Literary Yard

Search for meaning

By: Robert Walicki

Photo by Rasa Kasparaviciene on

        Acre didn’t have much going for it as towns go, but it was as good a place as any for starting over. At least it’s how Dave reasoned being there on the third floor in a shack of an apartment building across from the train tracks and Mooney’s bar. Dave learned in the ten minute wait to get a package mailed at the post office that according to Gladys, if you’ve on one side of the tracks you’re good people. The other side where Dave lived was apparently reserved for drug addicts and losers and that he should stay away from that side at all costs. Gladys ended every long conversation she started with customers with a loud NEXT, like she was a prison guard and you were waiting to be handed your clothes and your bible after getting a firehose shower and deloused..

By the time it was Dave’s turn, he learned that Gladys’ daughter is working as a dance instructor now after getting a degree in business and her piece of shit ex just got fired for showing up at the juice plant drunk. “Never seen you before pal”
“I’m new here,” Dave said, studying Gladys’ face.
She had a hard beauty to her. Probably beautiful at one time he thought, but life had taken its toll.
“So what side of the tracks you on, hon?”
“The good side.”
Gladys smiled, but only one side of her mouth moved.
“First class or certified for this?”

“Oh I don’t care when it gets there.”
“First class then.”
“Hit yes or no on the screen. Any liquids, chemicals dangerous materials inside”?
“Uh no, just paper”
“Vermont huh?”
“I grew up there,” Gladys added. “Beautiful little town. Not like this hole.”
Gladys looked again at the envelope.
“Ok Dave from the good side of the tracks, you’re good to go. That’ll be $4.50.”

Dave handed her over the exact amount and walked out. He thought about Vermont too as he stood on the side of the street waiting to cross and thought for a second if he should have gotten it certified. He wondered if he made the right move coming here.

When the light changed, he started to cross, looking up at the Go Raiders banner hanging on a telephone pole by a thread, the wood dotted by hundreds of staples from flyers for past concerts and strawberry festivals sponsored by the Third Presbyterian Church.

       His apartment was right on the bus line, so it made sense from that perspective, and the bus let him off right in front of Aldi’s where he just got a job again, happy that a place took a chance on him even after seeing the three DUI’s. Dave walked past his car deciding to explore Acre a little to see what was going on. He had heard about Blaine’s, the sad little hardware store on the corner that was getting run out of town because One Value Hardware just built a superstore down the road and had better hours. Blaine was a good guy, but apparently when he ran out of a screw or a part. He never restocked. That was it. His famous reply to any inquiry was usually we don’t have that but we can get it for you.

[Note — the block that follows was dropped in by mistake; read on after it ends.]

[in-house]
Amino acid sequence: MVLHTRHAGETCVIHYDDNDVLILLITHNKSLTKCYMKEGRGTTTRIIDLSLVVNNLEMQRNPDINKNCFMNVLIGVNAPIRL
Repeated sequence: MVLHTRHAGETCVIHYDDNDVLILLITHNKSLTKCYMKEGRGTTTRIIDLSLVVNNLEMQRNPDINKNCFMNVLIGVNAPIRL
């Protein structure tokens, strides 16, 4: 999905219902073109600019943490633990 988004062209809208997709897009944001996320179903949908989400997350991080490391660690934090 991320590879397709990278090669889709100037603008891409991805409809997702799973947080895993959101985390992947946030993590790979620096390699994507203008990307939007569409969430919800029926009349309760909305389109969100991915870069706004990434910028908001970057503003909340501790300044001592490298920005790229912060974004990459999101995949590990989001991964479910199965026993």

There was a motorbike shop, which is great if you had a motorbike and a NAPA auto parts store that sat next to a barber shop which had a sign in the window
Walkens welcome, with a big photograph of Christopher Walken. At the end of the street sat a nameless storefront with only one sign that said Coming Soon.
It was obviously a pizza shop at one time, because you could see the massive pizza oven up front, right next to the grease splattered windows. But it didn’t look like anything was coming soon. The only light on was from an empty Pepsi cooler with the door propped open. He imagined someone putting a little love into the place. firing the oven back up, which needed a little work to get it going. There was enough room to put a small cafe table in the corner where he and Gladys would be eating a couple slices after a long day slinging pies, making small talk about everything they were going to do that weekend.

 Dave started back towards his car, and drove around the corner, crossing the tracks to his apartment. He could see the back of the post office from his bedroom window where he sat on the corner of his bed watching the mail trucks pull out. He cracked a beer and thought about Vermont and what Gladys said about his letter, if it would really take till Wednesday to get there.

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